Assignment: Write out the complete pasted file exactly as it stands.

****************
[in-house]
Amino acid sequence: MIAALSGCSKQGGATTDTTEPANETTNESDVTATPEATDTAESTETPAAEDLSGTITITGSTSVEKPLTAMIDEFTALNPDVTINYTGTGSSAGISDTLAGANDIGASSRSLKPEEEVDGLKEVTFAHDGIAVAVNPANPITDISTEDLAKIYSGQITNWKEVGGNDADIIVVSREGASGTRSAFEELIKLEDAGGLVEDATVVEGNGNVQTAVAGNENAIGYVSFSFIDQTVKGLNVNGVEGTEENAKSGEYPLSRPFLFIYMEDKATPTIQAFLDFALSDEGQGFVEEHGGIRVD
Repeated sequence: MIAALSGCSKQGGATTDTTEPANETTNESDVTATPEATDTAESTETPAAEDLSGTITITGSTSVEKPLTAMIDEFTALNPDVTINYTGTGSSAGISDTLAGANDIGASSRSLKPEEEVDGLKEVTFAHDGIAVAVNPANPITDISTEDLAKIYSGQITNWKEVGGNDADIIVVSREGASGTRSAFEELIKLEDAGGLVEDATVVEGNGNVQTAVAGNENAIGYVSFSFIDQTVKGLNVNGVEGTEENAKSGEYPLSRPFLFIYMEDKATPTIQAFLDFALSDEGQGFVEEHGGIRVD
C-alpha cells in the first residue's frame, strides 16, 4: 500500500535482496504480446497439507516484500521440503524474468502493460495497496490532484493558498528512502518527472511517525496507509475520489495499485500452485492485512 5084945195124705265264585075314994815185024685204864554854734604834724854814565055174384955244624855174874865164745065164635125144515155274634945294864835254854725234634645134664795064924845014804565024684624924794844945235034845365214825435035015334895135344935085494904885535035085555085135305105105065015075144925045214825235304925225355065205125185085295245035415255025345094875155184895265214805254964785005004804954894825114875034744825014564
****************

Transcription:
[in-house]
Amino acid sequence: MIAALSGCSKQGGATTDTTEPANETTNESDVTATPEATDTAESTETPAAEDLSGTITITGSTSVEKPLTAMIDEFTALNPDVTINYTGTGSSAGISDTLAGANDIGASSRSLKPEEEVDGLKEVTFAHDGIAVAVNPANPITDISTEDLAKIYSGQITNWKEVGGNDADIIVVSREGASGTRSAFEELIKLEDAGGLVEDATVVEGNGNVQTAVAGNENAIGYVSFSFIDQTVKGLNVNGVEGTEENAKSGEYPLSRPFLFIYMEDKATPTIQAFLDFALSDEGQGFVEEHGGIRVD
Repeated sequence: MIAALSGCSKQGGATTDTTEPANETTNESDVTATPEATDTAESTETPAAEDLSGTITITGSTSVEKPLTAMIDEFTALNPDVTINYTGTGSSAGISDTLAGANDIGASSRSLKPEEEVDGLKEVTFAHDGIAVAVNPANPITDISTEDLAKIYSGQITNWKEVGGNDADIIVVSREGASGTRSAFEELIKLEDAGGLVEDATVVEGNGNVQTAVAGNENAIGYVSFSFIDQTVKGLNVNGVEGTEENAKSGEYPLSRPFLFIYMEDKATPTIQAFLDFALSDEGQGFVEEHGGIRVD
C-alpha cells in the first residue's frame, strides 16, 4: 500500500535482496504480446497439507516484500521440503524474468502493460495497496490532484493558498528512502518527472511517525496507509475520489495499485500452485492485512 5084945195124705265264585075314994815185024685204864554854734604834724854814565055174384955244624855174874865164745065164635125144515155274634945294864835254854725234634645134664795064924845014804565024684624924794844945235034845365214825435035015334895135344935085494904885535035085555085135305105105065015075144925045214825235304925225355065205125185085295245035415255025345094875155184895265214805254964785005004804954894825114875034744825014564